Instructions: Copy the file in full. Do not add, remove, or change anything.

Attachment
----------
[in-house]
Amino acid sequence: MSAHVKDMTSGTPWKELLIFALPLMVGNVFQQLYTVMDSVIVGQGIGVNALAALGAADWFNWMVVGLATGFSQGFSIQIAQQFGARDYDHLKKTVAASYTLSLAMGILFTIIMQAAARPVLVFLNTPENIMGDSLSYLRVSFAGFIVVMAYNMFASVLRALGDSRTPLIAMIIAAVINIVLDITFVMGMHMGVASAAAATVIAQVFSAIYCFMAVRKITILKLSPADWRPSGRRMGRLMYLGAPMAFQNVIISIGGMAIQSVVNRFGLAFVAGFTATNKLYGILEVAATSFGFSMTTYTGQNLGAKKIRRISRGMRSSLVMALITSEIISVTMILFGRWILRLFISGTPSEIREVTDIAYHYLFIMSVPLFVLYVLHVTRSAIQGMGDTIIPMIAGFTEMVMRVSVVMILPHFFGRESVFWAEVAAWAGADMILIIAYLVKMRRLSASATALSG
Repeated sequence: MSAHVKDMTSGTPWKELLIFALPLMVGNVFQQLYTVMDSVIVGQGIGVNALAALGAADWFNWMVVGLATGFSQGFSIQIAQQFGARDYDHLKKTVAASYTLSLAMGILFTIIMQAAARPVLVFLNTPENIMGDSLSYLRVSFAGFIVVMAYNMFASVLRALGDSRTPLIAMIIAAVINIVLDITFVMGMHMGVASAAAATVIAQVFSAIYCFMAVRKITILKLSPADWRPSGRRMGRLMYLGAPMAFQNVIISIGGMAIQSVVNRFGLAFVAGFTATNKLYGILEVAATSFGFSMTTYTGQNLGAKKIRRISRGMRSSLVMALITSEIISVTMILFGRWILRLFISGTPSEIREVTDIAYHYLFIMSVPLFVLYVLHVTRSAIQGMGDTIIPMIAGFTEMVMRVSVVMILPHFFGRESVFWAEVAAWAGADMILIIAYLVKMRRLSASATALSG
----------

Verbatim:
[in-house]
Amino acid sequence: MSAHVKDMTSGTPWKELLIFALPLMVGNVFQQLYTVMDSVIVGQGIGVNALAALGAADWFNWMVVGLATGFSQGFSIQIAQQFGARDYDHLKKTVAASYTLSLAMGILFTIIMQAAARPVLVFLNTPENIMGDSLSYLRVSFAGFIVVMAYNMFASVLRALGDSRTPLIAMIIAAVINIVLDITFVMGMHMGVASAAAATVIAQVFSAIYCFMAVRKITILKLSPADWRPSGRRMGRLMYLGAPMAFQNVIISIGGMAIQSVVNRFGLAFVAGFTATNKLYGILEVAATSFGFSMTTYTGQNLGAKKIRRISRGMRSSLVMALITSEIISVTMILFGRWILRLFISGTPSEIREVTDIAYHYLFIMSVPLFVLYVLHVTRSAIQGMGDTIIPMIAGFTEMVMRVSVVMILPHFFGRESVFWAEVAAWAGADMILIIAYLVKMRRLSASATALSG
Repeated sequence: MSAHVKDMTSGTPWKELLIFALPLMVGNVFQQLYTVMDSVIVGQGIGVNALAALGAADWFNWMVVGLATGFSQGFSIQIAQQFGARDYDHLKKTVAASYTLSLAMGILFTIIMQAAARPVLVFLNTPENIMGDSLSYLRVSFAGFIVVMAYNMFASVLRALGDSRTPLIAMIIAAVINIVLDITFVMGMHMGVASAAAATVIAQVFSAIYCFMAVRKITILKLSPADWRPSGRRMGRLMYLGAPMAFQNVIISIGGMAIQSVVNRFGLAFVAGFTATNKLYGILEVAATSFGFSMTTYTGQNLGAKKIRRISRGMRSSLVMALITSEIISVTMILFGRWILRLFISGTPSEIREVTDIAYHYLFIMSVPLFVLYVLHVTRSAIQGMGDTIIPMIAGFTEMVMRVSVVMILPHFFGRESVFWAEVAAWAGADMILIIAYLVKMRRLSASATALSG